It is extremely difficult to win an anti-trust case in America. If any current business knows that, it’s the National Football League.

“What’s great about this issue is the NFL has already lost,” says Aguirre. “So if the city were the raise it as a serious issue and really get behind it the hope would be the NFL would see the city is serious and force everybody in to a position of, Let’s try to work this thing out.”

The case most germane to the idea came about in 2011. A group of NFL players led by Tom Brady, Peyton Manning, Drew Brees and a few others filed a class action suit against the NFL and its 32 member teams on anti-trust grounds. Their complaint read, in part:

“The NFL Defendants comprise the only major professional football league in the United States. Together, they monopolize and/or restrain trade in, and/or have combined and conspired to monopolize and/or restrain trade in the United State market for the services of major league professional football players.”

That phrase, restrain trade in, is one of the keys here. Section 1 of the Sherman Anti-Trust Act says, in part:

“Every contract … or conspiracy, in restraint of trade or commerce among the several States, or with foreign nations, is declared to be illegal …”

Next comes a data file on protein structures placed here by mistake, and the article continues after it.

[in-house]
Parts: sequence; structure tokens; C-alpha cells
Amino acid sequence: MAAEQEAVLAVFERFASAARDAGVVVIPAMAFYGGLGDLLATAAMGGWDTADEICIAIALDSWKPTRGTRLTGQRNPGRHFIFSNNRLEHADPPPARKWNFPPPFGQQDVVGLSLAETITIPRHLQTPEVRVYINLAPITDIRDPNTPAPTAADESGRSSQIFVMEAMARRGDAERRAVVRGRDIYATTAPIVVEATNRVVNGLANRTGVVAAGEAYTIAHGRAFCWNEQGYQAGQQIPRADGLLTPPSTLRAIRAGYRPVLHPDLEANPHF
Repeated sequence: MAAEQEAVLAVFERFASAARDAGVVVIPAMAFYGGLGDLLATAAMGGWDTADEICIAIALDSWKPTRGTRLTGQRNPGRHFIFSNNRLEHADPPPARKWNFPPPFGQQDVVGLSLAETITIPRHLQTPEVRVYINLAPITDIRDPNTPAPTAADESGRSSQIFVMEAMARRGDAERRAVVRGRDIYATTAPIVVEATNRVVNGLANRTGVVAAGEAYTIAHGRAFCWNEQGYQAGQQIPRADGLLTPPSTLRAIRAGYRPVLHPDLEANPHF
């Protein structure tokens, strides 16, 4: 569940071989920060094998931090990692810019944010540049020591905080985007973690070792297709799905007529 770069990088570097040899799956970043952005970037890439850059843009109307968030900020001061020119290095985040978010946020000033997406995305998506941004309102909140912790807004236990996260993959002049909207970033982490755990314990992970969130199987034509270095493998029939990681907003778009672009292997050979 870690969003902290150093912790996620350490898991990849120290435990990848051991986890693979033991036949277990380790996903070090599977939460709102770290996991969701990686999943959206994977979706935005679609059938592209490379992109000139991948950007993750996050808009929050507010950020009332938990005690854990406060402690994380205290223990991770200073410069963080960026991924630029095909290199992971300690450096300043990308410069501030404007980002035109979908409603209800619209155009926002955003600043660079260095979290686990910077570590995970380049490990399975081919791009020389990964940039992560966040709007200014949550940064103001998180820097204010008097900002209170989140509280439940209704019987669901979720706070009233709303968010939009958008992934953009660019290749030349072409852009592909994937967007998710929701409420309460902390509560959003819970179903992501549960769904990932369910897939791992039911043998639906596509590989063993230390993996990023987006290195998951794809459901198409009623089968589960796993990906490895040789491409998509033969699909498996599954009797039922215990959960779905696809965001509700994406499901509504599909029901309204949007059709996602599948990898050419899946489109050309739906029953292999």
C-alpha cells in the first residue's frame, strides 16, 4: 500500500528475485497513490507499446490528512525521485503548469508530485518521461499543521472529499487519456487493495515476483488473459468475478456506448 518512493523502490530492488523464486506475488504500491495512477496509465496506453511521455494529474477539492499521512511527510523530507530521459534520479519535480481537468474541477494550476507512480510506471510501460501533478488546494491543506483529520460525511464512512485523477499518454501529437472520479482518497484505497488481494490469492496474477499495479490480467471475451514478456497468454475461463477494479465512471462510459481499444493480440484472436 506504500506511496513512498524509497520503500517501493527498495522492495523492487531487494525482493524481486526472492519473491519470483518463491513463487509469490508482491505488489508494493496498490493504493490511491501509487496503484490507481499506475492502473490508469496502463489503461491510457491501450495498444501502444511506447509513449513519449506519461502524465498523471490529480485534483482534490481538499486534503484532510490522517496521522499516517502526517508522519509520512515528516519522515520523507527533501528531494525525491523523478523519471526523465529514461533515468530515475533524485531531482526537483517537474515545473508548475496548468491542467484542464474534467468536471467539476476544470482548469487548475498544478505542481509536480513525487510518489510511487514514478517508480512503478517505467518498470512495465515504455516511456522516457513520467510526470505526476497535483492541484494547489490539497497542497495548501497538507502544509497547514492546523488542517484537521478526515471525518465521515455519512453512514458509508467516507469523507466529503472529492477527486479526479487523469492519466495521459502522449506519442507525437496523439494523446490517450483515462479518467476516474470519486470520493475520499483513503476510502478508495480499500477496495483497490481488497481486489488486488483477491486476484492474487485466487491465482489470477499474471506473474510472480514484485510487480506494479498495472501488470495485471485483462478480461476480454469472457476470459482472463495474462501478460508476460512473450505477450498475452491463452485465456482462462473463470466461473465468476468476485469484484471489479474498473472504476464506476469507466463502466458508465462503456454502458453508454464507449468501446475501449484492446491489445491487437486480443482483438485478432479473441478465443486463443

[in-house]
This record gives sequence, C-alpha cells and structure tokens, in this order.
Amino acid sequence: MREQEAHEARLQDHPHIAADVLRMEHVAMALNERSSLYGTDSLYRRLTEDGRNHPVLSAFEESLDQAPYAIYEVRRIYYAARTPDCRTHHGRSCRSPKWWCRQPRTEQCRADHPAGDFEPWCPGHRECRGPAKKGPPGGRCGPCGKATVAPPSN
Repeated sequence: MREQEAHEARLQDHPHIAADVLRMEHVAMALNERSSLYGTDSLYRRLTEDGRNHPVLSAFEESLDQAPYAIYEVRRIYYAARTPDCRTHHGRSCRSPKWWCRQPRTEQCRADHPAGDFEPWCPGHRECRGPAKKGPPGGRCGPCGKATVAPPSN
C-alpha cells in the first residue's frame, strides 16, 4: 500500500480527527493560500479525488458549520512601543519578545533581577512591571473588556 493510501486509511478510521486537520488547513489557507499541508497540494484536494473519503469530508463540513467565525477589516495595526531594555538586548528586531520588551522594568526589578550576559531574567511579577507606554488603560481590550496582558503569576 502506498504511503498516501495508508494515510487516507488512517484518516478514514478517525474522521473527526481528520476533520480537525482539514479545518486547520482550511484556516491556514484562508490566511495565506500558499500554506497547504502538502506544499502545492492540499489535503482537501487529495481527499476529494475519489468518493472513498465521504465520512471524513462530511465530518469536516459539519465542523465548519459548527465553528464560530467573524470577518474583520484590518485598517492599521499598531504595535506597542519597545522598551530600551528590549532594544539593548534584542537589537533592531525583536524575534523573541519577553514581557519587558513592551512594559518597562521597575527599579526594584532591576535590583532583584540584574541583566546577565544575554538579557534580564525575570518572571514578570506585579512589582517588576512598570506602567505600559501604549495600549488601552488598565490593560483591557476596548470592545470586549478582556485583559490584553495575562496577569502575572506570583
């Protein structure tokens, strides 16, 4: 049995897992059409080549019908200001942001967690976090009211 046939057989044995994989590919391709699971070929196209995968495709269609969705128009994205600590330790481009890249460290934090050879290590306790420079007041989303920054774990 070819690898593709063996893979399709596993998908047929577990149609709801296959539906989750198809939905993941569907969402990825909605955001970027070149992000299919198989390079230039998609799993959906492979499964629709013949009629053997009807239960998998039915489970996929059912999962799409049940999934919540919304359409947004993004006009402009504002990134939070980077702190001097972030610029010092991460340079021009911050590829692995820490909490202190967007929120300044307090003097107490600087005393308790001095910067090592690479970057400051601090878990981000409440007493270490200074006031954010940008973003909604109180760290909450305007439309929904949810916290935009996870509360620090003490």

That’s the verbiage that could cause serious problems for the Chargers and the NFL if an attempt is made to move the team to the Los Angeles market. The NFL lost its case in 2011 (a decision “overwhelmingly” upheld by the 8th Circuit Court of Appeals) and would face a similar argument in San Diego.

According to Aguirre, restraining trade is legal if it’s done under reasonable circumstances such as a financial hardship.

“Normally what you would say is, look we can’t make money there. We can’t make a go of it. We’re not making as much as we need to keep the team going,” says Aguirre. “None of that argument can be made. (The Chargers are) making plenty of money. They’re making more money than they’ve ever made.”

According to numbers from the statistical website www.statista.com the Chargers have seen an increase in revenue every season for the last 15 years. In fact, the team’s revenues reportedly doubled from $131 million in 2001 to $262 million in 2013.

NFL Executive Vice President Eric Grubman has even said, “We have a healthy business. We are not losing money. We have never said that.” As a fun side note, Grubman’s Twitter handle is @EricNFLMoney.

Another reason for relocating the Chargers, says Aguirre, is the possibility of giving the San Diego market another NFL franchise.

“There’s no way for them to leave under the circumstances of the NFL saying we won’t give you another team. If the NFL were to say well we’ll give you another them, that’s a different story. They’re basically exploiting the fact that the NFL controls the number of teams. If you restrain trade it’s OK if it’s reasonable. If a monopoly restrains trade, then that’s a much more difficult case to make.”